Thought, fact and quote for the day 24/3/12
Seven Acre Horse Sanctuary - Giving horses/ponies a second chance..
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Thought, fact and quote for the day 24/3/12

Thought 4the day: Many things in life are set to make us think, take stock or simply knock us sideways. Noone knows what is around the corner or what any future really holds for us. This is worse for a horse or pony as they have no real control of their lives much like children. They might object or not listen but do they have a real choice? If you understand them, listen to them, level with them and yet its not quite enough they might feel more secure in life. Bonds aren't instant except on rare cases when you meet your sole mate. Some bonds have to be earnt and you can go from hell and back to get there! I know this one! My bond i am forming with Sausage is easy yet the one that i have now with my horse Henry took me 2 years (broken ribs, many many bruises, concussion you name it) but with patiance we did get there. Time is the key, understanding is another, patiance is the lock and with this you will have a friend for life who will feel secure...
 
Quote 4the day: If you have never loved a horse and never been loved by a horse, you have no idea what real love is.
 
Fact4 the day: Safety in Numbers
Feral horses (formerly domestic horses living in a wild state) generally form small, relatively stable herds consisting of a stallion, several mares, and their offspring. The herd operates as a unit in detecting and escaping from danger. If one horse detects danger, its escape response (lifting its head, snorting, and running) immediately triggers the same behavior in the other herd members. Horses that do not quickly respond to the danger signal usually become a meal for the predator, so horses do not stop to question the validity of the perceived danger. They simply run with the rest of the herd. If the danger signal seems to be a false alarm, horses typically stop and wheel around to face the perceived danger. Then, they often walk back toward the danger to investigate the cause of the alarm. The herd also provides safety during high-risk activities, such as resting or drinking water, by taking turns serving as lookouts while the others are performing the activities.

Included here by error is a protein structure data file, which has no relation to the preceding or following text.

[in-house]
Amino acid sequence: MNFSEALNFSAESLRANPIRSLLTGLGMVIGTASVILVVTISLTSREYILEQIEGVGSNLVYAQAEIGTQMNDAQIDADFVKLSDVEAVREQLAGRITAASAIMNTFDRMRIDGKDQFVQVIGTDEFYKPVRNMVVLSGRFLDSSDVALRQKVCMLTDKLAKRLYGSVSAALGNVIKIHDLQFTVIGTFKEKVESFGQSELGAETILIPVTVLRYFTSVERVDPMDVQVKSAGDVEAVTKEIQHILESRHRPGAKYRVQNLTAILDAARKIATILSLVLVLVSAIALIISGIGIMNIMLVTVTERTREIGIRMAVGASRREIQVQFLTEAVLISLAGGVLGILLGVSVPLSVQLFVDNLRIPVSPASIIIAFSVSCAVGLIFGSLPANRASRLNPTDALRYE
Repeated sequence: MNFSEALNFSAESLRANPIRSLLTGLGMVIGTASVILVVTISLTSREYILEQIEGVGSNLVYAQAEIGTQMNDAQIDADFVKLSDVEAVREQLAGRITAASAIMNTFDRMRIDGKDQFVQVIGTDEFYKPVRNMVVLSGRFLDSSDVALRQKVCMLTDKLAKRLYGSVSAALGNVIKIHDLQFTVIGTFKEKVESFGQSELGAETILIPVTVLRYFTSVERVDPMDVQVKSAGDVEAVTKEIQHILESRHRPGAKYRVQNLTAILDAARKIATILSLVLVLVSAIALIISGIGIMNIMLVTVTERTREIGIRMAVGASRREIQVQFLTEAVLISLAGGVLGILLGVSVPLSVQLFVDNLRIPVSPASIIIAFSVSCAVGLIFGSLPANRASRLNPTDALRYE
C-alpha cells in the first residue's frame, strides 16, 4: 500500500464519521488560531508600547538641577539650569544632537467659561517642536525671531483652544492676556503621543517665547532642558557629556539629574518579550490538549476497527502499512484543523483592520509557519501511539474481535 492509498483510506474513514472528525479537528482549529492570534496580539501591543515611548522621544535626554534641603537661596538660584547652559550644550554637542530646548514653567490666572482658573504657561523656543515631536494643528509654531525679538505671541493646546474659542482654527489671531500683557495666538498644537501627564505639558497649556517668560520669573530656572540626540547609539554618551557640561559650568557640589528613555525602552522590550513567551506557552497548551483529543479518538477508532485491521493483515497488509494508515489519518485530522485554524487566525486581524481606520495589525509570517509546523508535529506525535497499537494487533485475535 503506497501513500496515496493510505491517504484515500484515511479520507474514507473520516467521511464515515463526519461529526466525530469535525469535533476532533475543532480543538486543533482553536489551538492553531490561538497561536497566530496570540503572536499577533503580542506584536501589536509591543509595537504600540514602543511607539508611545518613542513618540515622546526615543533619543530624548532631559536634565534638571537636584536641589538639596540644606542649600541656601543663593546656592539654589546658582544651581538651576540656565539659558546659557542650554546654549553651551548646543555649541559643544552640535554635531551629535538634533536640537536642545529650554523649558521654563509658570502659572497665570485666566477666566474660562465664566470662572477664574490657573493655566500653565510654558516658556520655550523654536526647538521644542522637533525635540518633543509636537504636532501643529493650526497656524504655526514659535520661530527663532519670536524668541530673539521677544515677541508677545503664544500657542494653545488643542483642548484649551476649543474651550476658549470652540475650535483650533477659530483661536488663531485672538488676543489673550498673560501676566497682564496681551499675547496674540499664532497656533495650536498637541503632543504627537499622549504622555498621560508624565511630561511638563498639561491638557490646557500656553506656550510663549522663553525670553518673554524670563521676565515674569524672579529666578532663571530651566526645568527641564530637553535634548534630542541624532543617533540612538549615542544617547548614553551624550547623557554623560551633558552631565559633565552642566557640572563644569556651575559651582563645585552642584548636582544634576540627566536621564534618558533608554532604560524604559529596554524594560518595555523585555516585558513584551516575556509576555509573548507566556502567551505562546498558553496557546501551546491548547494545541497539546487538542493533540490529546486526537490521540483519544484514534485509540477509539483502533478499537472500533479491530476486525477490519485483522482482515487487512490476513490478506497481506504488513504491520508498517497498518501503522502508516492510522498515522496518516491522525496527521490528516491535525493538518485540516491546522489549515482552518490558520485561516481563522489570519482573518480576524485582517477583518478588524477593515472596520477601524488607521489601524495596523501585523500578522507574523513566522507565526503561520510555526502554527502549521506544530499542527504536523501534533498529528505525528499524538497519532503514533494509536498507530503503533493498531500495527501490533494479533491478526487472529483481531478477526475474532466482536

Within feral herds, horses may form tighter bonds with some herd members than with others. Social grooming, when horses stand head to tail and scratch each others withers or rump, can strengthen bonds between individuals. This activity occurs between adult, juvenile, and mare-foal pairs. Horses in herds form hierarchies in which the highest ranking horse bosses the other horses, the second highest ranking horse can boss all but the highest ranking individual, and so on, down to the lowest ranking horse in the herd. These rankings often are not straightforward linear orders but may contain triangular or circular ranking relationships. Hierarchies are formed through fighting. Once formed, the hierarchy suppresses outward signs of aggression and is maintained through subtle threats. However, horses continually look for opportunities to increase their ranks within the herd and must be vigilant to maintain the ranks they have. At first, newcomers attempting to join the herd often are rejected aggressively by the herd members. If accepted by the herd, the newcomer will have aggressive interactions with the other herd members to determine its hierarchal position.